About area

Minitab displays area by default for contour plots and area graphs. You can add area as a data display for histograms, scatterplots, and matrix plots.

Graphs with area by default

Contour plot

Shaded areas (contours) represent the values for the z variable.

Area graph

Shaded areas below the lines represent the cumulative totals.

Graphs with area as an option

Histogram

In a histogram, the area displays as an outline. You can use area instead of bars to help you visualize the shape of the distribution.

Scatterplot

Represent groups using areas. Sometimes areas may be easier to compare than different symbols for groups.

Add area display when you create a graph

You can add area to scatterplots, matrix plots, and histograms.

  1. In the dialog box for the graph you are creating, click Data View.
  2. Select Area. If you are adding area to a histogram, deselect Bars.

Add area display to an existing graph

You can add area to scatterplots, matrix plots, and histograms.

  1. Double-click the graph.
  2. Right-click the graph and choose Add > Data Display.
  3. Select Area. If you are adding area to a histogram, deselect Bars.

Change the projection direction of the area

The projection direction is the direction in which the area extends on the graph. By default, the direction is toward the x-axis. However, you can change the projection direction for the area in scatterplots and matrix plots.

  1. Double-click the graph.
  2. Double-click the area display.
  3. On the Options tab, under Projection Direction, choose one of the following:
    Toward X Scale
    Toward Y Scale

Use jitter to reveal overlapping data

If you have identical data values on your graph, these data points can overlap and appear hidden behind each other. Jitter randomly nudges each point to help reduce overlap. Because jitter is random, the position of each point is slightly different each time you recreate the same graph. This option is not available for all graphs.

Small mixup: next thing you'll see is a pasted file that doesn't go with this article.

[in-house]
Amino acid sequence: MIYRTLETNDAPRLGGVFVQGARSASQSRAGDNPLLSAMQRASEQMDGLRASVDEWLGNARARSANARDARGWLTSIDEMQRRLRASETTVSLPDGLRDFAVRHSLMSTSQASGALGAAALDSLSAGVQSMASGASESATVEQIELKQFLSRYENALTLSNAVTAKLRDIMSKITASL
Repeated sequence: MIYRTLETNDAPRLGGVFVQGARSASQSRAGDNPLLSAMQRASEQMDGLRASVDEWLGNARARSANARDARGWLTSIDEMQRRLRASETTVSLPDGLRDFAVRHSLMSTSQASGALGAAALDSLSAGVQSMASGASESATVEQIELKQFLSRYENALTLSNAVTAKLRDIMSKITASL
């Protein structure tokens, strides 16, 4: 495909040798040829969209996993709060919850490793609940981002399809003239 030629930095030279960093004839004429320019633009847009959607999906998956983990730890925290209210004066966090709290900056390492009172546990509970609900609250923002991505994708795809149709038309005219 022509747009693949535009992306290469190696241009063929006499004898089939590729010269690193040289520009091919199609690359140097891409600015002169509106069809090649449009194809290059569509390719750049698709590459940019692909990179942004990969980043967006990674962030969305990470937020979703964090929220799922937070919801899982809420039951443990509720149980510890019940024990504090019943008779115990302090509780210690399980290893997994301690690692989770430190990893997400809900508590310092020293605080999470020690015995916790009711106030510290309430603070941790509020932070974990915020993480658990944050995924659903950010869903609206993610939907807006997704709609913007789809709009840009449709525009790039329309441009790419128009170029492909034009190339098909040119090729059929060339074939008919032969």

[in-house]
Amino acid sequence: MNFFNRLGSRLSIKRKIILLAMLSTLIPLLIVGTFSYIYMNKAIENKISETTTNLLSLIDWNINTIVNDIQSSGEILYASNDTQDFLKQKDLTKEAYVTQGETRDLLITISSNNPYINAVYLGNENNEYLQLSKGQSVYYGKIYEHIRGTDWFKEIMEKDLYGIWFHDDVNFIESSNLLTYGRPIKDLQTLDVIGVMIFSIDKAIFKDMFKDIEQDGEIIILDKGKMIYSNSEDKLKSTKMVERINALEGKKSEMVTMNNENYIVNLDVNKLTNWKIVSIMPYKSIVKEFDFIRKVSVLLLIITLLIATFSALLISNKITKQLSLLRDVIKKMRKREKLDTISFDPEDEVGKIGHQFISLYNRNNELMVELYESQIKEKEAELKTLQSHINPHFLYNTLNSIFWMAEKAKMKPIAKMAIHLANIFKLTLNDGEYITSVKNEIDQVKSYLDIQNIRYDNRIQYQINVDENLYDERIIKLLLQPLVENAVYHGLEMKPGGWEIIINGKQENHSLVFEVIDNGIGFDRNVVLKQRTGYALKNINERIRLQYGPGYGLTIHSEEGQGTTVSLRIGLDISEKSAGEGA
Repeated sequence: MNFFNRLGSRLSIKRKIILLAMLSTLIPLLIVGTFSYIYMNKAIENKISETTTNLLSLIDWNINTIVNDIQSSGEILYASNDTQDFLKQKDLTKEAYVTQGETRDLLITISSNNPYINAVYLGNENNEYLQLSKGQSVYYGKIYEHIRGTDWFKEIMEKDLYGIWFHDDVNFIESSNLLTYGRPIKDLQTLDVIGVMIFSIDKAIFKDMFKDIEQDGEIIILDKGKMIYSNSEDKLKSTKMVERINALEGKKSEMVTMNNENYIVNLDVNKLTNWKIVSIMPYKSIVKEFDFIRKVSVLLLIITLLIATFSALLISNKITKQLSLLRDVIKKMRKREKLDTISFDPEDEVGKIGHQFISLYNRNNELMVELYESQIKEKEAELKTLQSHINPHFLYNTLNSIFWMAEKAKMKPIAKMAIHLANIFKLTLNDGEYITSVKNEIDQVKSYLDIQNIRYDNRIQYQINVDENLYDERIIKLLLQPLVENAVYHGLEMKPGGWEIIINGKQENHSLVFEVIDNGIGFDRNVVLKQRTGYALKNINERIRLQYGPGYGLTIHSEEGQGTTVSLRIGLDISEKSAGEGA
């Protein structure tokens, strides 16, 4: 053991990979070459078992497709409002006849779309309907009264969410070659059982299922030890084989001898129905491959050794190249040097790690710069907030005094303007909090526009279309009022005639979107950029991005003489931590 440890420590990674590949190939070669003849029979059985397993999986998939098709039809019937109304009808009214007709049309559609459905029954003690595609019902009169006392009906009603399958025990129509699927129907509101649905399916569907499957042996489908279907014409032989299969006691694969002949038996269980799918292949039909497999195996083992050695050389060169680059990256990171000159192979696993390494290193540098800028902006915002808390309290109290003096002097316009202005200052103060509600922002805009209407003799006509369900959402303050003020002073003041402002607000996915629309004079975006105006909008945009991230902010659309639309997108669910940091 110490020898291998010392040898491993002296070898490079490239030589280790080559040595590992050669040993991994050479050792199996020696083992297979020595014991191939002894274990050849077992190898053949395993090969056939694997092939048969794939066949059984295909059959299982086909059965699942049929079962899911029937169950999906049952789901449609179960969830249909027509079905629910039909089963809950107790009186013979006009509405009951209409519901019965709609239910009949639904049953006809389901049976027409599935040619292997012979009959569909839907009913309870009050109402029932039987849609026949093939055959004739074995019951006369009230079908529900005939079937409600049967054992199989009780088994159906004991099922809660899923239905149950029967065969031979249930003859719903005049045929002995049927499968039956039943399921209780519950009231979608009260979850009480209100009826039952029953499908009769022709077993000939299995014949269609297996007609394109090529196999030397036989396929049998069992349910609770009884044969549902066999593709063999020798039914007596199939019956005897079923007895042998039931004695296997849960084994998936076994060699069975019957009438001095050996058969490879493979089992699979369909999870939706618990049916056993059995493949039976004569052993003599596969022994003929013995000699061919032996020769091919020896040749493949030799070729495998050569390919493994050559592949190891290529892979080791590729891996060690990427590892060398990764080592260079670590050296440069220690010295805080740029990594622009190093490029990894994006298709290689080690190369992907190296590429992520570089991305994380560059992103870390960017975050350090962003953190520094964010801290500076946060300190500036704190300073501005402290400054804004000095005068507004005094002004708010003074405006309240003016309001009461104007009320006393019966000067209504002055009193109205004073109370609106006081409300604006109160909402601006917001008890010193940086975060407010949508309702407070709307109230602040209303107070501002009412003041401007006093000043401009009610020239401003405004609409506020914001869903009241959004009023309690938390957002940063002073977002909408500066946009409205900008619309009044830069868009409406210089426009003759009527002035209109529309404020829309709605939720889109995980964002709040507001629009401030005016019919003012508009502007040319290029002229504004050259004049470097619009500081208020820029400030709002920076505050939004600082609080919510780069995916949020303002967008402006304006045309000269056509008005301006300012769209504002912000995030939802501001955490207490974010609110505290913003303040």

1. Double-click the graph.
  2. Double-click the area display.
  3. On the Jitter tab, select Add jitter to direction. To adjust the amount of jitter, enter different values.

Change the connection function

By default, Minitab uses a straight line to connect the symbols, but you can change to a stepped function.

  1. Double-click the graph.
  2. Double-click the area display.
  3. On the Options tab, select one of the following.
    Straight
    Step: Center
    Step: Left
    Step: Right

Change the base position

The shaded areas start at the base position and extend to the data points.

  1. Double-click the graph.
  2. Double-click the area display.
  3. On the Options tab, under Base Position, select Custom and enter a position.
    The following plots show different base positions.
    Default base position
    Base position = 350

Edit the appearance of the area display

You can edit the fill type, fill color, line type, and line color of the selected areas.

Tip

To change the default settings and attributes for graph elements, choose File > Options > Graphics.

  1. Double-click the graph.
  2. Double-click the area display and click the Attributes tab.

Change the stack order on an area graph

On an area graph, each shaded area represents the cumulative total for that variable and the variables below it. For example, the following area graph shows the monthly sales of a major retail chain at three stores over two years. Sales for all three groups in January was about 1000. To change the order in which variables are stacked when you create the graph, click Area Options. To edit areas on an existing graph, complete the following steps:
  1. Double-click the graph.
  2. Double-click the area display.
  3. On the Options tab. select the order for the variables. For more information on selecting areas, go to Select groups and single items on a graph.
    Column order (first on top)
    Stack the variables in the order in which you enter them in the dialog box. The first variable you enter is on the top, the second variable is under the first, and so on.
    Variation order (largest on top)
    Stack the variables by the degree of variation. The variable with the largest variation is on the top, the variable with the second largest variable is under the first, and so on.
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